• "I intend to live forever, of course. Barring that, I'd settle for a couple thousand years. Even five hundred would be pretty nice." Sid Meier's Alpha Centauri almost makes this trope casual (as evidenced by this quote), until you see the consequences of Clinical Immortality.
  • Tons of people in the Nasuverse.
    • Michael Roa Valdamong from Tsukihime who first became a vampire and later invented a method to reincarnate with his own personality (and vampirism).
    • Nrvnqsr (pronounced "Nero"), also from Tsukihime, who also became a vampire, although later started to consider himself a research project on Chaos.
    • Zepia Eltnam Oberon in Melty Blood who became a vampire (notice a pattern?) in order to have infinite time to research a way to save the world from its inevitable doom.
    • Gilgamesh from Fate/stay night, modeled after the original.
    • Zouken from Fate/stay night, who originally prolonged his life to reach a goal but later went insane and forgot why he did it in the first place. Failed to become a vampire and thus suffered the "immortality without youth" drawback of Who Wants to Live Forever?.
    • True Assassin from Fate/stay night.
  • In Prince of Persia: Sands of Time, the Big Bad suffers from impending death from "consumption" (Tubeculosis), and seeks eternal life-- at the expense of the world. In the game's end, the Big Bad offers to share eternal life with the hero-- who of course refuses it, in order to turn back time and bring everyone back to life.
  • In Tales of Symphonia it is revealed that Mithos Yggdrasill and his companions found a way to stop individuals' biological clocks, essentially locking their bodies in the age they please. At the end of the game, it is revealed that he intended to convert all living beings in his universe to this state in order to reduce discrimination brought about by humans against half-elves for their human-like appearance and their naturally long life cycles.
  • Quite a number of characters from Touhou:
    • Kaguya Houraisan ordered her vassal to concoct an elixir of immortality on a whim and drank it on a whim, leading to her exile from the moon. As a Lunarian, Kaguya was already ageless, but now she's immune to all other forms of death as well. Said vassal, Eirin Yagokoro, might have also drank the elixir, but that's less clear.
    • Fujiwara no Mokou (who was previously an ordinary human) also drank the same elixir of immortality, some of which Kaguya had left behind as a gift to the Emperor of Japan. Mokou stole it from the soldiers tasked with throwing it into a volcano and drank it in a moment of weakness, something she's regretted ever since. Well, moreso the murder of the soldiers than the immortality.
    • Protagonist Marisa Kirisame has been known to perk her ears up at mention of easy routes to immortality but so far hasn't had the patience or the nerve to follow through (one of her options would have been to eat Mokou[1]).
    • Tenshi Hinanawi achieves de facto immortality by beating the crap out of each Shinigami that's sent to claim her.
    • The Buddhist priest Byakuren Hijiri abandoned her teachings after her brother died and instead desperately pursued immortality and eternal youth, which she managed to achieve through black magic and becoming a youkai. She later rediscovered Buddhism though and therefore presumably doesn't feel the pressing need to preserve the immortality she already achieved.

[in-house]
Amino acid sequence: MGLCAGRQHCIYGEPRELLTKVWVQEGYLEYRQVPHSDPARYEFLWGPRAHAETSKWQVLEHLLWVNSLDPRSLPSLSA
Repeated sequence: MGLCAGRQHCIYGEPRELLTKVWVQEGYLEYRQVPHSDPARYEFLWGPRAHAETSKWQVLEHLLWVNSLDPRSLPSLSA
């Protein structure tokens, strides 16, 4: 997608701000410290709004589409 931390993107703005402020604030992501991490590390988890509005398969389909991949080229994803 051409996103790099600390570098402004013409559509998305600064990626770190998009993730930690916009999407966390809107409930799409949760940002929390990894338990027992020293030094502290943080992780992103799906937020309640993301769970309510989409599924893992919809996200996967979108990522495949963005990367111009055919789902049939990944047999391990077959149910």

• Former Emperor and Historical Domain Character Toyosatomimi no Miko was apparently obsessed with extending her reign forever and researched immortality using Taoist magic. Ironically, the use of alchemy gave her mercury poisoning and she eventually settled for a lesser form of extended life.
    • As well as a number of other characters who actively chose to become immortal during their lifetimes, although less emphasis is put on that as a motivation (Alice, Kasen, Seiga, etc).


Web Original


Western Animation

  • Xanatos of Gargoyles fame. What's all the money and power in the world (of which he has quite a bit) if he can't enjoy them forever? He's tried a number of things but never desperate enough to use them without testing on someone else first.


Real Life

  • The pursuit of immortality is a perennial pursuit in mysticism. Western alchemists spent their lives seeking an immortality potion that was variously called aqua vitae, panacea, elixir, the philosopher's stone, or literally hundreds of other names.
  • As did Eastern alchemists, including Chinese Taoists. Their elixirs tended to be based on gold, mercury and other heavy metals, so the effect might have been more pickling than life-extending.
    • There were also some scriptures that recommended a kind of sexual vampirism to keep practitioners young. The general idea was to choose very youthful partners and sometimes to switch in the middle ...
    • Their is some evidence to suggest that GUN POWDER actually was one such elixir, ironically.
  • One of the primary goals of transhumanists today, through advances in science.
    • Note that not all transhumanists desire immortality, though most do. Also they discuss the ramifications of an unlimited lifespan regularly and the general consensus is that the only cost would be that you'd effectively cease to be "human" (a fair price many think).
  • The real life Ponce de Leon averts this trope. He went to Florida in search of gold and to expand the Spanish empire. Only after his death did wild stories of his search for the Fountain of Youth begin to appear.

Notes

  1. Or Kaguya. But Marisa didn't know this yet when she fought Kaguya.